later in the release, there will be a strong temptation to delay
the release if B is late. The Ubuntu folks try to avoid this
problem by avoiding dependencies on upstream cde that's
scheduled to be released near the feature freeze. How strict
they are about this depends in part on how much they trust the
upstream provider to meet its schedule. And in a pinch, they
might take beta code if it's deemed to be stable enough. I
don't know if technical dependencies were a factor in moving a
way from the train model for Solaris releases. It shouldn't
have been an issue for the
Quality All the Time"), but I
don't know about Solaris as a whole.
I suppose there could have also been a sort of "marketing and
PR" dependency problem, where we feared a loss of face if
Feature X didn't make its target release. I don't know if this
was actually an issue, but Sun does seem to like big, flashy
announcements, and there are quite a few analyst briefings that
happen under embargo prior to these events.
Another explanation for why Canonical can make 6-month trains
work is that the 6-month releases serve a different target
market than the one Solaris has been in. A noticeable chunk of
the Solaris user base would go nuts with a 6-month release cycle
and 18-month support tail. As soon as they got one release
qualified and deployed, they'd have to do it all over again.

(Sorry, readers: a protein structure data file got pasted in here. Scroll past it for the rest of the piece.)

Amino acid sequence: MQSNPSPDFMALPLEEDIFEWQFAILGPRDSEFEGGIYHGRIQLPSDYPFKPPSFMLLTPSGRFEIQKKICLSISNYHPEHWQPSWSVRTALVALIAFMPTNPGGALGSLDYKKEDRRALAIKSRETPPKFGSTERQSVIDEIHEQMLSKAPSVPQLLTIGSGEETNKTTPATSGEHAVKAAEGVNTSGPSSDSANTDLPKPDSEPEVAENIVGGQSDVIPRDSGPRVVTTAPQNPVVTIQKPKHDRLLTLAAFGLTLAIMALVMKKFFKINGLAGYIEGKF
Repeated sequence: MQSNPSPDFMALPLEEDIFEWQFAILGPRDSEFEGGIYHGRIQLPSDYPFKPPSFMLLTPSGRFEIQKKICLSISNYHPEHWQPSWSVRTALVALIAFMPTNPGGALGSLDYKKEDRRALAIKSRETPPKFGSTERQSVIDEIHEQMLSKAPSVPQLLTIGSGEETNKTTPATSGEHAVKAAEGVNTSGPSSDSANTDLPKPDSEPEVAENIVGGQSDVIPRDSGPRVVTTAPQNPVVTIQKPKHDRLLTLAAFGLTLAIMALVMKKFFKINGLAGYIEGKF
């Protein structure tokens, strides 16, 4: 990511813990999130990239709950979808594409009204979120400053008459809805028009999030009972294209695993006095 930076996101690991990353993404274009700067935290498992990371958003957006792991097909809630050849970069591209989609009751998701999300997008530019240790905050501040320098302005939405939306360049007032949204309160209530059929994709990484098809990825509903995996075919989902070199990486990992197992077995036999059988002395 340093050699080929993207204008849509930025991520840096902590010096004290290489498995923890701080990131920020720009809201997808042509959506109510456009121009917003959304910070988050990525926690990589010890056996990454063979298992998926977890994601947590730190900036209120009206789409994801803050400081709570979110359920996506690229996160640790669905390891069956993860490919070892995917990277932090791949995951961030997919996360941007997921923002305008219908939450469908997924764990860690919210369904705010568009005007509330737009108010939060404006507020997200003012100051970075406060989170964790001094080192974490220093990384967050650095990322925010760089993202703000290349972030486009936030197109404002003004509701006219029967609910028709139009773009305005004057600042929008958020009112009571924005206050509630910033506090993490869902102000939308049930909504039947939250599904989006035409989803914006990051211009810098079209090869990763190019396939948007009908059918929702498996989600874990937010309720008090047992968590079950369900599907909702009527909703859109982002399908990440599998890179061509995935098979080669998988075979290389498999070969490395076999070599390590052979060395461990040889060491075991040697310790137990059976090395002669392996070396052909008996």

So one thing we might want to look at for Solaris is to have
two release vehicles, similar to the 6-month and LTS releases
that Canonical is doing with Ubuntu. But there are still some
issues with that model that we'd want to figure out. For
example, the Ubuntu folks said that most of
the Ubuntu LTS customers just want security fixes, whereas
Solaris customers often demand patches for non-security
Another thing that distinguishes Ubuntu releases from the
6-month Solaris trains is when customers actually get the bits
to play with. There are only 3 weeks between the Beta release
and final release for Gutsy,
but there will be six snapshots that are available sooner, with
the first (fairly unstable) one appearing 16 weeks before the
Beta release. This gives users a larger window than we had with
the 6-month Solaris trains in which to try out the release and
So, to sum it all up: I learned that distros can successfully
deal with issues that OpenSolaris and Sun are facing, like how
to provide the many third-party packages that users want, and
how to keep them current. What we need to do now is figure out
how to make it work for OpenSolaris, without sacrificing the
stability that attracted many Solaris users in the first place.
 The internal code names for
SunOS 5.2, 5.3, and 5.4 were on493,
on1093, and on494, respectively.
 At some point we came up with a
formalized "late binding"
process, but I don't remember just when that was introduced.
 That's the term Mark used.
 That is, the analyst isn't
allowed to publish anything about it before a certain date and